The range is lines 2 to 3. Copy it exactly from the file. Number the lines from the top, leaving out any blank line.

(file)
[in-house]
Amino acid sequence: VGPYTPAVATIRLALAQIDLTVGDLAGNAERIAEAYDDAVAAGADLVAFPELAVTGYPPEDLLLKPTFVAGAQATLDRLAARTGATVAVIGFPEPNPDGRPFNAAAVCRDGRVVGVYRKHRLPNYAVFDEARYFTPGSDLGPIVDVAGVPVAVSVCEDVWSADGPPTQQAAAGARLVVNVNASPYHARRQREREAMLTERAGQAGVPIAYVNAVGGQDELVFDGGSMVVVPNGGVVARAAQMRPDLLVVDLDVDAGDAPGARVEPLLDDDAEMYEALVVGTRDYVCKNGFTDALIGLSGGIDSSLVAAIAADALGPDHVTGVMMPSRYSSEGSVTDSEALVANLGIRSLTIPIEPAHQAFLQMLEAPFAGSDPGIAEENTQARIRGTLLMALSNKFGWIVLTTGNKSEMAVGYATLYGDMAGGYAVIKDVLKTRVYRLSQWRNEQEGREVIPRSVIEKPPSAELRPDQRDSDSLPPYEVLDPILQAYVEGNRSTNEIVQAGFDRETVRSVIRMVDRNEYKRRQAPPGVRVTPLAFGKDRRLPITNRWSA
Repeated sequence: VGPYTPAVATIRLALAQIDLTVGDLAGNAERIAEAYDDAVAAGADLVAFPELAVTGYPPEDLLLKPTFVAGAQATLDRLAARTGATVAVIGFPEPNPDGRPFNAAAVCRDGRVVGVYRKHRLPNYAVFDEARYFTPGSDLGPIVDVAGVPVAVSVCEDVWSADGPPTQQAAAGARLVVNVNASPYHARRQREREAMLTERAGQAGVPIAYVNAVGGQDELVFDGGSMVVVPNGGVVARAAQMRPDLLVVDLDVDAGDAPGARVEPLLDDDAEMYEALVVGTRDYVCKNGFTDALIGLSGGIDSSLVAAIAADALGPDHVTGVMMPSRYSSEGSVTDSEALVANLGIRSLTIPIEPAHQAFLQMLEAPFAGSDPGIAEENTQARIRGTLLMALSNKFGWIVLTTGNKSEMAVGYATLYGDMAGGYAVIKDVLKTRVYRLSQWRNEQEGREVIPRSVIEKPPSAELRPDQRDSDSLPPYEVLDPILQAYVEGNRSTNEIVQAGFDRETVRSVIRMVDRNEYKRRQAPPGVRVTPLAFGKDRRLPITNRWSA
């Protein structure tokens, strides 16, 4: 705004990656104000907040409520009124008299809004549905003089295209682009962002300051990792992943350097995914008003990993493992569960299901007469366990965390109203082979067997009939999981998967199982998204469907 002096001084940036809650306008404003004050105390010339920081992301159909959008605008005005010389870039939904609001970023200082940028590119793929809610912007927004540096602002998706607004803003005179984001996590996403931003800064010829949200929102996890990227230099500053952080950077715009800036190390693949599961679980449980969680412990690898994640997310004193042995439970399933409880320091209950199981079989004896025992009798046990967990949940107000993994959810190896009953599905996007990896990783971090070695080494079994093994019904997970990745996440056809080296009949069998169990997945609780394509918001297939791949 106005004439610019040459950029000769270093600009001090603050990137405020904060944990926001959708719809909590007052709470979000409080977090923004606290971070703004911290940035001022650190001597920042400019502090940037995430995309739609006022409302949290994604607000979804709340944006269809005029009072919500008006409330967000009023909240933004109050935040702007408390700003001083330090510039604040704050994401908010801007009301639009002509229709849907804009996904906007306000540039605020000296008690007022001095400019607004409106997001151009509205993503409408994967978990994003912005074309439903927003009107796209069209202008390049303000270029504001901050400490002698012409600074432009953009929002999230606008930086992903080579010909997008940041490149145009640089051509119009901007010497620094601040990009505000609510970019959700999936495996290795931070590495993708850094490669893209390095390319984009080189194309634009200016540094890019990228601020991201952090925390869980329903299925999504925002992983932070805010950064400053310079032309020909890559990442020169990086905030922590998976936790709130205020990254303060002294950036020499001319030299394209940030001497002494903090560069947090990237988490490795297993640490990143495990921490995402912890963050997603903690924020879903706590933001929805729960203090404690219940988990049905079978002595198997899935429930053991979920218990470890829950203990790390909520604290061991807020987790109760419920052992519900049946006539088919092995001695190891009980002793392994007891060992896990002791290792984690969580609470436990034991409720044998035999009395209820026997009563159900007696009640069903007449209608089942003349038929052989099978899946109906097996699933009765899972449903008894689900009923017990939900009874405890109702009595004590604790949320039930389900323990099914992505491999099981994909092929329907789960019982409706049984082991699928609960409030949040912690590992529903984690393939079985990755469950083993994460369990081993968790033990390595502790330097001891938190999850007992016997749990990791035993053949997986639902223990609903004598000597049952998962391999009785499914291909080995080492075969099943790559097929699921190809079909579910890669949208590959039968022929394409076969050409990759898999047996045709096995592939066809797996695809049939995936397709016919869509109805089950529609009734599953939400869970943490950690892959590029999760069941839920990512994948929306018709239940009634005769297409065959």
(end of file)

Amino acid sequence: VGPYTPAVATIRLALAQIDLTVGDLAGNAERIAEAYDDAVAAGADLVAFPELAVTGYPPEDLLLKPTFVAGAQATLDRLAARTGATVAVIGFPEPNPDGRPFNAAAVCRDGRVVGVYRKHRLPNYAVFDEARYFTPGSDLGPIVDVAGVPVAVSVCEDVWSADGPPTQQAAAGARLVVNVNASPYHARRQREREAMLTERAGQAGVPIAYVNAVGGQDELVFDGGSMVVVPNGGVVARAAQMRPDLLVVDLDVDAGDAPGARVEPLLDDDAEMYEALVVGTRDYVCKNGFTDALIGLSGGIDSSLVAAIAADALGPDHVTGVMMPSRYSSEGSVTDSEALVANLGIRSLTIPIEPAHQAFLQMLEAPFAGSDPGIAEENTQARIRGTLLMALSNKFGWIVLTTGNKSEMAVGYATLYGDMAGGYAVIKDVLKTRVYRLSQWRNEQEGREVIPRSVIEKPPSAELRPDQRDSDSLPPYEVLDPILQAYVEGNRSTNEIVQAGFDRETVRSVIRMVDRNEYKRRQAPPGVRVTPLAFGKDRRLPITNRWSA
Repeated sequence: VGPYTPAVATIRLALAQIDLTVGDLAGNAERIAEAYDDAVAAGADLVAFPELAVTGYPPEDLLLKPTFVAGAQATLDRLAARTGATVAVIGFPEPNPDGRPFNAAAVCRDGRVVGVYRKHRLPNYAVFDEARYFTPGSDLGPIVDVAGVPVAVSVCEDVWSADGPPTQQAAAGARLVVNVNASPYHARRQREREAMLTERAGQAGVPIAYVNAVGGQDELVFDGGSMVVVPNGGVVARAAQMRPDLLVVDLDVDAGDAPGARVEPLLDDDAEMYEALVVGTRDYVCKNGFTDALIGLSGGIDSSLVAAIAADALGPDHVTGVMMPSRYSSEGSVTDSEALVANLGIRSLTIPIEPAHQAFLQMLEAPFAGSDPGIAEENTQARIRGTLLMALSNKFGWIVLTTGNKSEMAVGYATLYGDMAGGYAVIKDVLKTRVYRLSQWRNEQEGREVIPRSVIEKPPSAELRPDQRDSDSLPPYEVLDPILQAYVEGNRSTNEIVQAGFDRETVRSVIRMVDRNEYKRRQAPPGVRVTPLAFGKDRRLPITNRWSA